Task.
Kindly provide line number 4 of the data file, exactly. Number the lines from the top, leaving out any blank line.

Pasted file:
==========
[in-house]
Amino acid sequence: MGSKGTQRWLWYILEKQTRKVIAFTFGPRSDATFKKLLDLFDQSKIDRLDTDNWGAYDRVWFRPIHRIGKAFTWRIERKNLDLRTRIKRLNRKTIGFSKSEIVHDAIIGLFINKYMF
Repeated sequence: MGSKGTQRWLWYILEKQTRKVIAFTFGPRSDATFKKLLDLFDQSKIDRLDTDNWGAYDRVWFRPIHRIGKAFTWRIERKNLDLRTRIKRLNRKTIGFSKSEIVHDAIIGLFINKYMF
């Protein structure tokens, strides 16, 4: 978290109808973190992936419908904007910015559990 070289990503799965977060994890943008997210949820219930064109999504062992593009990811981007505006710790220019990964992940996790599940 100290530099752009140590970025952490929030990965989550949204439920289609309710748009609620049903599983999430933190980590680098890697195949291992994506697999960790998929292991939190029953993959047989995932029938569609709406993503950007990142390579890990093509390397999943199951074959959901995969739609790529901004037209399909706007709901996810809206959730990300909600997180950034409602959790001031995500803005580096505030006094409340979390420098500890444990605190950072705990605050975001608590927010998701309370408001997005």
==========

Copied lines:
């Protein structure tokens, strides 16, 4: 978290109808973190992936419908904007910015559990 070289990503799965977060994890943008997210949820219930064109999504062992593009990811981007505006710790220019990964992940996790599940 100290530099752009140590970025952490929030990965989550949204439920289609309710748009609620049903599983999430933190980590680098890697195949291992994506697999960790998929292991939190029953993959047989995932029938569609709406993503950007990142390579890990093509390397999943199951074959959901995969739609790529901004037209399909706007709901996810809206959730990300909600997180950034409602959790001031995500803005580096505030006094409340979390420098500890444990605190950072705990605050975001608590927010998701309370408001997005």